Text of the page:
Congress votes to remove bust of Justice Roger Taney, author of infamous Dred Scott decision

Bust of Taney
(Image credit: AP Photo/J. Scott Applewhite)

Congress on Thursday passed legislation calling for the removal of the bust of Justice Roger Brooke Taney from the Capitol. The fifth chief justice wrote the infamous decision in Dred Scott v. Sandford (1857) concluding that enslaved people were not considered U.S. citizens and therefore not afforded constitutional and legal protections. It is regarded as one of the worst decisions in Supreme Court history.

The passed legislation states that Taney is "unsuitable for the honor of display to the many visitors to the Capitol." The decision to remove the bust is now in the hands of President Biden. The bill also calls for the bust to be replaced with a bust of Justice Thurgood Marshall, the first Black man to serve on the Supreme Court, reports The New York Times.

The House bill was sponsored by Rep. Steny Hoyer (D-Md.), who hails from the same state as Taney. "For Black Americans who have grown up in segregation, face racial violence, and still confront institutional racism today, seeing figures like Taney honored here is a searing reminder that the past is present," he said.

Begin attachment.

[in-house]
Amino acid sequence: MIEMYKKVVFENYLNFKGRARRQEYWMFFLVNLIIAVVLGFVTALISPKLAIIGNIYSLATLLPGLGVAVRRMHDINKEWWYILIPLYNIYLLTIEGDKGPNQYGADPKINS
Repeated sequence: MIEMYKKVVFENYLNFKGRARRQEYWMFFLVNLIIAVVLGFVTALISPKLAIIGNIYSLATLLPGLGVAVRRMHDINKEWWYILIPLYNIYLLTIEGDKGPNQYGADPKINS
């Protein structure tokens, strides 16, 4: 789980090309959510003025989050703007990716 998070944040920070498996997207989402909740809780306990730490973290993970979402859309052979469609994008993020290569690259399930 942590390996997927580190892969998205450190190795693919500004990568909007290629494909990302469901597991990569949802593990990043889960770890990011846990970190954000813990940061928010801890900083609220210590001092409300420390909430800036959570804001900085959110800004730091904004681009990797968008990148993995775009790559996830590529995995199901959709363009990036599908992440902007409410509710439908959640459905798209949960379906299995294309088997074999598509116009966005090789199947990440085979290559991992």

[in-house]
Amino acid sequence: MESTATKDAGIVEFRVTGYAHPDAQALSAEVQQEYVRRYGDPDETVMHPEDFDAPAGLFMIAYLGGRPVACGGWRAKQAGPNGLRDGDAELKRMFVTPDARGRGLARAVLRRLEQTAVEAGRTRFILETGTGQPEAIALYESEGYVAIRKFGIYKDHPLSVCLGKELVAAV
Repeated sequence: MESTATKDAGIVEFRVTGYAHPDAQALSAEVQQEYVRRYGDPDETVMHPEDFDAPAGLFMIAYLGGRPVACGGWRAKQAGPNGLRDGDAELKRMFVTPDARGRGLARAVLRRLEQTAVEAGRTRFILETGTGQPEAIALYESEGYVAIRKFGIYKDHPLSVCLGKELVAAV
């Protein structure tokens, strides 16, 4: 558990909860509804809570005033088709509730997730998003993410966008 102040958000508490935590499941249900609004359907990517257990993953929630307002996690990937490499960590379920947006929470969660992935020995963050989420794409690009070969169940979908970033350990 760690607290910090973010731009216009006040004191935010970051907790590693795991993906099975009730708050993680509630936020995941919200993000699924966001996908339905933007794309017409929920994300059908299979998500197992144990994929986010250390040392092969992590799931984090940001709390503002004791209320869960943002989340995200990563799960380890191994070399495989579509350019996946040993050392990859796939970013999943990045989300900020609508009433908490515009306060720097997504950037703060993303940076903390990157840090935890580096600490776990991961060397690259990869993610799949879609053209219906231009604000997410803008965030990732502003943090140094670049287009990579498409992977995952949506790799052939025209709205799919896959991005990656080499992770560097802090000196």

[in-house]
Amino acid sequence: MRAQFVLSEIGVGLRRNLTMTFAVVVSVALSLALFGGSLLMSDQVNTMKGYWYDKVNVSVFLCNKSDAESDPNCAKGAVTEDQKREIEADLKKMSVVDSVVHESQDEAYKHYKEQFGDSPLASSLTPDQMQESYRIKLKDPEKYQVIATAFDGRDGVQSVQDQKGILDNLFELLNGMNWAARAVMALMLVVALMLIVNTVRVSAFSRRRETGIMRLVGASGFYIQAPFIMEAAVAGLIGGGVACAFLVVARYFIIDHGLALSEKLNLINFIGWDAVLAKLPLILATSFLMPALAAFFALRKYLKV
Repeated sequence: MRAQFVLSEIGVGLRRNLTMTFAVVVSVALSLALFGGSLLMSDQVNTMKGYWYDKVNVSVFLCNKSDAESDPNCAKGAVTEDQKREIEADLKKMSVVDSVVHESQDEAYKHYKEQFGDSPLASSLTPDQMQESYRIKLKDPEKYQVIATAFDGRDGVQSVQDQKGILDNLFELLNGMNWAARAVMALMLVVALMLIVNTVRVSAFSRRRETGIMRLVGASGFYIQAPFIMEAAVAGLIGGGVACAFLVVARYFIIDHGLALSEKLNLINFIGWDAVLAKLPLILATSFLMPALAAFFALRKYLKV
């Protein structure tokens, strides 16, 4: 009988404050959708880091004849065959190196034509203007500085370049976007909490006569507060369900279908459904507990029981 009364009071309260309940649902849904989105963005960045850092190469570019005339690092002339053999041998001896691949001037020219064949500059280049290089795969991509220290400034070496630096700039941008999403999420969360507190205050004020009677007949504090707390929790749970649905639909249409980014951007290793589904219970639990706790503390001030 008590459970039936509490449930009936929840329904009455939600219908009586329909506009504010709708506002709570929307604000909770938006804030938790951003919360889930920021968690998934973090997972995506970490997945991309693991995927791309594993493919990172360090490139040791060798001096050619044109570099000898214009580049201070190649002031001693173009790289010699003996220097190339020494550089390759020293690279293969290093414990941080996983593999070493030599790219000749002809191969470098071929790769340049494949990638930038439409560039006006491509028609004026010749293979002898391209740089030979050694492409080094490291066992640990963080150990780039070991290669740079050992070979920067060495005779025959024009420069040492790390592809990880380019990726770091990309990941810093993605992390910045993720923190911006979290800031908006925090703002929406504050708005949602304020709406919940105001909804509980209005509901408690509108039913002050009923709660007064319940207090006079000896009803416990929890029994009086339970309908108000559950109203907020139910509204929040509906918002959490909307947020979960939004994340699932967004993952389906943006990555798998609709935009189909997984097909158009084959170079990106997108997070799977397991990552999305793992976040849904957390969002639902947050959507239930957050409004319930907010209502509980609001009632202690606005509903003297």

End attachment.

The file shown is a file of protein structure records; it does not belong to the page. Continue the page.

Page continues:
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The removal comes as another step in ridding government buildings, including the Capitol, of Confederate-era figures. The removal of Taney's bust has been under discussion since 2020, however former Senate Majority Leader Mitch McConnell (R-Ky.) had called the initiative "a bridge too far." Under a Democratic Congress, the bill finally passed.

The legislation states that the removal, "does not relieve the Congress of the historical wrongs it committed," but "expresses Congress's recognition of one of the most notorious wrongs to have ever taken place in one of its rooms."

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